“Oh, I'm not your queen yet,” she said.  “Please relax.  I am Rarity, Queen of the Dark, Ruler of Nocturne.”  She motioned with an ivory-covered hoof.  “Please, put your baggage aside for a moment.  Let me get a good look at you.”  Jim took off his saddlebags and shoved his suitcase aside.  Rarity stepped to him, her long legs carrying her to him in a few brief steps.  She cantered around him with a proud gait, her blue reptilian eyes moving up and down his body.  “Hmm...” she murmured when she stopped in front of him.  “So, Master Earth Pony, tell me a little about yourself.”

        “Well... Your Majesty,” he said, “I'm a florist by trade-”

        “Ah, I love flowers, and I love flower arrangements.  I think they brighten up any room, don't you?  Well, you must, you do arrange flowers for a living.”

        “Oh, yes, Your Majesty,” the yellow earth pony nodded.

        “Tell me, Juniper Jim, do you like my queendom?  What little you've seen of it, anyway?”

        “I think...” he summoned his feelings on everything he'd witnessed.  “I think it's the most amazing thing I've ever seen.”

        “I hope so,” Rarity said.  “Nocturne is the culmination of every dream I ever have had.  I have striven to create...” she paused dramatically, “a masterpiece.  A work of art.  You and I are alike in that regard, Master Jim.  Even if it is what we are paid to do- even if it's demanded of us- we cannot abide mere work.  We must create art in what we do.  Yes?”

        Jim nodded.  “I... I have always tried to make my flowers beautiful.”

        “Your flowers, my queendom,” the dark queen said.  “All of them beautiful.  That is why Nocturne exists.  It is a sanctuary for beautiful things.”  She lowered her head and smiled.  “I sense much beauty in you, Master Jim.”

        “Oh, no, Your Majesty,” Jim said, lowering his head and flattening his ears.  “I'm not beautiful.  There's so much wrong with me.  You- you are beautiful, Your Majesty.”

        “Indeed I am,” Rarity said with pride.  “However, you sell yourself short.”  She sighed.  “So many ponies do.  Poor, unfortunate souls... they live their whole lives convinced they are worthless, convinced they could never shine, convinced they are... ugly.  They're wrong.  There is a beauty within every pony.  I think every pony knows that, deep down- knows they are beautiful.  That is why they come to Nocturne.  That is why they come to me.”  She raised her head and spread her wings.  “They come to me, and I make them beautiful, as beautiful without as they are within.”  She angled her gleaming blue eyes at him.  “Would you like to be beautiful, Juniper Jim?”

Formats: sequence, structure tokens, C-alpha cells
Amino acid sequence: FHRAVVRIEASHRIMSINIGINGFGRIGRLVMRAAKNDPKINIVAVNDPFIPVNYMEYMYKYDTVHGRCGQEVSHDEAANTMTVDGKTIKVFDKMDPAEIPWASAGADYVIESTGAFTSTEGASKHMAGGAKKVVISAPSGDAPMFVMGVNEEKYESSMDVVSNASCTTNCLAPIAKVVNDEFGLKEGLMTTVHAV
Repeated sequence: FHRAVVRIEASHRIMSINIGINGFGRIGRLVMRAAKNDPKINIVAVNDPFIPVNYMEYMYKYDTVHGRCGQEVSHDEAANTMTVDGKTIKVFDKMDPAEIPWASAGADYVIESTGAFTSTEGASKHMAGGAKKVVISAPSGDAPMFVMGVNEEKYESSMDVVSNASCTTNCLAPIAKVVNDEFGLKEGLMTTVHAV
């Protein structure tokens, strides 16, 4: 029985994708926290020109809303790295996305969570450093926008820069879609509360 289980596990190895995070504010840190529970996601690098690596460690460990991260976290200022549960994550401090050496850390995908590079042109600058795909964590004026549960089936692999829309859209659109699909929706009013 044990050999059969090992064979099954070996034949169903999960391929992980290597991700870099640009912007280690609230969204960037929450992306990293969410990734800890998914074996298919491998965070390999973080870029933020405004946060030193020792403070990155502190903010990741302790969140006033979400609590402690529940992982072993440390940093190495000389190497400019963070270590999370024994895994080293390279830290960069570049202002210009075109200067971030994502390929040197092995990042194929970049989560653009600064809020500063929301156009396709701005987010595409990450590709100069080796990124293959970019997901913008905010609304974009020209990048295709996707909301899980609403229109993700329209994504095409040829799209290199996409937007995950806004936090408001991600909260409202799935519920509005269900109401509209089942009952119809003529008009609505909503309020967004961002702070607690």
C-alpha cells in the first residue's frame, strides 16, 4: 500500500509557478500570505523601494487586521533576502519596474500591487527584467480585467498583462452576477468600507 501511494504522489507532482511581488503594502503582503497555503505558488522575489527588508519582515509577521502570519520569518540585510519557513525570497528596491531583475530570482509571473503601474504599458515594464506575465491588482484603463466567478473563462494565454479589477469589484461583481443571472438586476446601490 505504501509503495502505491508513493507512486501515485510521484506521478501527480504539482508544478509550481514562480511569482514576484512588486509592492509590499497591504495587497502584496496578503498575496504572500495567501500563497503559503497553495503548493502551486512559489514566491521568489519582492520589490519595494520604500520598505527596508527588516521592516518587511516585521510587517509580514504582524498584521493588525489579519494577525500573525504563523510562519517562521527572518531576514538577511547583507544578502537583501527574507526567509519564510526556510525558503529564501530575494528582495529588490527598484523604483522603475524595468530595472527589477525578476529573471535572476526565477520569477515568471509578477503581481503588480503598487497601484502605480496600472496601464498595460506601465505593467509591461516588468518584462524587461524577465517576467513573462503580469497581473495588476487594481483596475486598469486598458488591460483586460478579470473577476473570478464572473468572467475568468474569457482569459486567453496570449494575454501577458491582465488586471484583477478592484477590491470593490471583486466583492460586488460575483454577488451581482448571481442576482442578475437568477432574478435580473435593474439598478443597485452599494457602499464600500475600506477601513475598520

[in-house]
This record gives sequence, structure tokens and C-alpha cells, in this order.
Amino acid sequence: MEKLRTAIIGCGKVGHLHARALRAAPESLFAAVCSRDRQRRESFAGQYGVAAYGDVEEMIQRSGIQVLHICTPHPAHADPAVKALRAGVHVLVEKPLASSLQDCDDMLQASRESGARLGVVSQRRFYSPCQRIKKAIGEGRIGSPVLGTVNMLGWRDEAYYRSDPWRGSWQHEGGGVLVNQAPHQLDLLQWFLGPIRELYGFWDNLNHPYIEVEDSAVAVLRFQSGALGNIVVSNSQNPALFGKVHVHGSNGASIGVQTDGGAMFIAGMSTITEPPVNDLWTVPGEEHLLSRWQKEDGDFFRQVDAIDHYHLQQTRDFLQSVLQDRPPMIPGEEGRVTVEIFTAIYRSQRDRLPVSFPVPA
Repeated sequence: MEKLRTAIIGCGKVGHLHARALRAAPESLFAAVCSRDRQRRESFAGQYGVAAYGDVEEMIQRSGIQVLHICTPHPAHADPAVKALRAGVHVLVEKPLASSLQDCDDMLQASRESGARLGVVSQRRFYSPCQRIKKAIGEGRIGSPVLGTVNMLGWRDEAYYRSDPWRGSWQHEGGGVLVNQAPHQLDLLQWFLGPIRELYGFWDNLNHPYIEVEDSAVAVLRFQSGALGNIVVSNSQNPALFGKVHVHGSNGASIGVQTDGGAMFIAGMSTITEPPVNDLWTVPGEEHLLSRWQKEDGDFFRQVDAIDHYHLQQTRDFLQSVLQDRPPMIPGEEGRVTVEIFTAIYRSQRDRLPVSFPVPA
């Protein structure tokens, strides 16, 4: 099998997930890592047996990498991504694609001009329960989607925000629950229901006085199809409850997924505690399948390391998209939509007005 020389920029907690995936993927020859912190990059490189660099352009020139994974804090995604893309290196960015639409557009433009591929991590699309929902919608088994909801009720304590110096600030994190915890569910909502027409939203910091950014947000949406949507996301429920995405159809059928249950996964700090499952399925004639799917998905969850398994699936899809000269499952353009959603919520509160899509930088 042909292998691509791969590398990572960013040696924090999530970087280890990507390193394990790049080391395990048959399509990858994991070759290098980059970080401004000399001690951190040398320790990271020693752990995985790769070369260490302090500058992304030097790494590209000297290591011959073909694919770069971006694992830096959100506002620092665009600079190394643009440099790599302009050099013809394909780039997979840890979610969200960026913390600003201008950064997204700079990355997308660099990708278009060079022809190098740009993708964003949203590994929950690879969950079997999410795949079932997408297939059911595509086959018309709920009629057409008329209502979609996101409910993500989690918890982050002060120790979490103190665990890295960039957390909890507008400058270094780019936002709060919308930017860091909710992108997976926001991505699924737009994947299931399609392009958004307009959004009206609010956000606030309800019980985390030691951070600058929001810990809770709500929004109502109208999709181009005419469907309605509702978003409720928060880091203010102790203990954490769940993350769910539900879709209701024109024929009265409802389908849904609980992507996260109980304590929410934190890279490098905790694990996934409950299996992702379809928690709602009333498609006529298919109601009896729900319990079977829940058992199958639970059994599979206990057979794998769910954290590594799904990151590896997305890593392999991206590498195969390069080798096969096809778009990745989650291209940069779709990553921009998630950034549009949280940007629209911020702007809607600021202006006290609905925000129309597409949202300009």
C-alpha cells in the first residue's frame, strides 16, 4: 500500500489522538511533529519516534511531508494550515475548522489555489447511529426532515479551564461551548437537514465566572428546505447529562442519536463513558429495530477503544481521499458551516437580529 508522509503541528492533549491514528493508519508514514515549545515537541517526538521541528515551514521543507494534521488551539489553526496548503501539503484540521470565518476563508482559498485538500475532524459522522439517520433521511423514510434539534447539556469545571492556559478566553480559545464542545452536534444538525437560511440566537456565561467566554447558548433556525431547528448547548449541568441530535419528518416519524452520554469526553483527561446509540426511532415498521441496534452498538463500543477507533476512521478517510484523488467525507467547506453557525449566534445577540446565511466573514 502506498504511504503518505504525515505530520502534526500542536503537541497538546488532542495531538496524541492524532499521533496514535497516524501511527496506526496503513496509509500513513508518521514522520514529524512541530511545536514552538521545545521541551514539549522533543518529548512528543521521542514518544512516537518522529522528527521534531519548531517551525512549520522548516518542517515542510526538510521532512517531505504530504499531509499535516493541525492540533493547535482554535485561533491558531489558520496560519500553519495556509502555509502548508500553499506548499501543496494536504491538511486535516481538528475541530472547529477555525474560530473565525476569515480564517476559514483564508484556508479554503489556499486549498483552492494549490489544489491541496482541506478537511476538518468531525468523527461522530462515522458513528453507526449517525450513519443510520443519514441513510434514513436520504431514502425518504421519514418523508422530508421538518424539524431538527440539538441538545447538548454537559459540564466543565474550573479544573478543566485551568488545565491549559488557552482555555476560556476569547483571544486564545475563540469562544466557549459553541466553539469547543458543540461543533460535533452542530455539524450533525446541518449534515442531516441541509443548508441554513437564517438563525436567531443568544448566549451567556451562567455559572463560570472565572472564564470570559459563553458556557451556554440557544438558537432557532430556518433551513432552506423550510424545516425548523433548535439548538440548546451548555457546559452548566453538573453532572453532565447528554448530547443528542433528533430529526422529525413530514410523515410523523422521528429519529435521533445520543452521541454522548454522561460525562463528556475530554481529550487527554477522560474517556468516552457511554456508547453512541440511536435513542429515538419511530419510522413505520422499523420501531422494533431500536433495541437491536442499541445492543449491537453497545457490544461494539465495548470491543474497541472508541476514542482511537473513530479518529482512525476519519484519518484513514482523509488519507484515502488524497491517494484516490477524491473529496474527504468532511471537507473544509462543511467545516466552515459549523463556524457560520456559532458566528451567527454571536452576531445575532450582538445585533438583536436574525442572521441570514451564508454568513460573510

Jim gasped.  He bowed in reverence, in supplication.  “Oh, yes, Queen Rarity!  More than anything!”

        “Splendid,” Rarity said.  She began to circle him again, this time more slowly, and her horn glowed deep purple.  “Now, let me see...” she scanned him intently, narrowing her eyes in concentration.  “Hmm... you could stand to be a bit taller, I think.”  Purple power spun around her horn, and purple power swirled around Jim.  His legs grew longer, and he was suddenly five inches taller.  “No, that's a bit too tall.”  More purple magic, and he shrunk a little, now only three inches taller than originally.  “You're a bit of a stout pony- but I like that.  You are stout of spirit, so you should be stout of body.  But I think you should be a bit less... paunchy, if you'll pardon the jargon.”  Magic swirled around his torso, and he lost the belly that had begun to sag between his legs, replaced with a firm, if broad midsection.  “That coat... the yellow is a bit glaring, don't you think?  Too bold for Nocturne, anyway.  What do you feel about a gentler gold?”  His fur color grew muted, softer.  She began to spin her magic around his mane and tail.  “You could do with a trim, too- something short and masculine.”  His hair was burned and sliced away, leaving a bobbed tail and a short mane.  Rarity had circled all the way around him, coming to his front again.  Her horn shimmered one last time, and a mirror appeared in the air.  “Well, Master Jim, what do you think?”

        Jim gasped.  He was taller, firmer, prouder.  He was still the pony he had been before... but more so.  He hadn't been transformed so much as he had been perfected.  “I love it!” he cried happily, rearing back on his newly-lengthened legs.  “Thank you, oh, thank you, Queen Rarity!”

        The dark queen smiled.  “That's what they all say, darling,” she said.  “That takes care of your body... what about your spirit?”  The mirror vanished, and she stepped close to him.  “Is there anything you don't like about yourself on the inside, Juniper Jim?”

        “I...” Jim stuttered.  “I'm not... I wish I were more...”

        “Confident?” Rarity finished with an impish smile.  “Lots of ponies wish for that.  I can fix it- I can make you proud and tall- but I'll need you to relax.  I'll need you to let me into your mind for a moment.  Is that all right?”

        Jim nodded.  “I'm ready, Your Majesty.”

        “Then close your eyes...” Jim slid his orange eyes shut.  He could feel a soft, gentle presence in his head, a soothing caress, but a strong one.  It seemed to grab something deep in his spirit and alter it- sculpting it like potter's clay, shaping it with sturdy hooves.  A warm strength floated up through him, filling him with a strange energy he was unused to.  He suddenly felt like he could have gone back to Stalliongrad and talked to his wife.  Perhaps he could not convince her to come back to him, but he knew he could convince her to let him see his children.  He felt like he could take on the world.  “How is that?” Rarity asked, and he opened his eyes again.  “I tried to be gentle.  I didn't want to make you arrogant, just... assertive.”

        “I feel...” he paused, and was surprised to find he did not stammer.  “I feel much better.”

        “I'm so happy to hear that,” the dark queen said.  “Of course, all of this is temporary.”